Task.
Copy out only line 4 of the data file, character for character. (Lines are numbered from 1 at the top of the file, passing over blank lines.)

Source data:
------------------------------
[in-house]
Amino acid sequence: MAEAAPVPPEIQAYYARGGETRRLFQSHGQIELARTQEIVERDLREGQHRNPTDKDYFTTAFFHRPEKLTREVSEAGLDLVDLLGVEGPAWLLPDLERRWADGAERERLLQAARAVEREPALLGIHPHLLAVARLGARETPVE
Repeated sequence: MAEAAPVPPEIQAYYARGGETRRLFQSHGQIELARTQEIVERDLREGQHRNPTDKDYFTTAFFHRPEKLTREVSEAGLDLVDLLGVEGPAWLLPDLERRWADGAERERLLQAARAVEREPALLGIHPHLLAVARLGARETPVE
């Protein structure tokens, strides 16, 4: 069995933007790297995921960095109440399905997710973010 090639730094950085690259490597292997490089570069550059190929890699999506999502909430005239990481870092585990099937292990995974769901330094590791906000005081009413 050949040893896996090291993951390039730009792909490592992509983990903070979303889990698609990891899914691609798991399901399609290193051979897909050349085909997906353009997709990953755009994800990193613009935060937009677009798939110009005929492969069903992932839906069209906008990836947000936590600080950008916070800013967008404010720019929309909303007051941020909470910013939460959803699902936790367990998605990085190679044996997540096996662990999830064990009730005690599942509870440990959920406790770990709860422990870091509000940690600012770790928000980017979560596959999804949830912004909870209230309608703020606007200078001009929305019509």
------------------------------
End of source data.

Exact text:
């Protein structure tokens, strides 16, 4: 069995933007790297995921960095109440399905997710973010 090639730094950085690259490597292997490089570069550059190929890699999506999502909430005239990481870092585990099937292990995974769901330094590791906000005081009413 050949040893896996090291993951390039730009792909490592992509983990903070979303889990698609990891899914691609798991399901399609290193051979897909050349085909997906353009997709990953755009994800990193613009935060937009677009798939110009005929492969069903992932839906069209906008990836947000936590600080950008916070800013967008404010720019929309909303007051941020909470910013939460959803699902936790367990998605990085190679044996997540096996662990999830064990009730005690599942509870440990959920406790770990709860422990870091509000940690600012770790928000980017979560596959999804949830912004909870209230309608703020606007200078001009929305019509």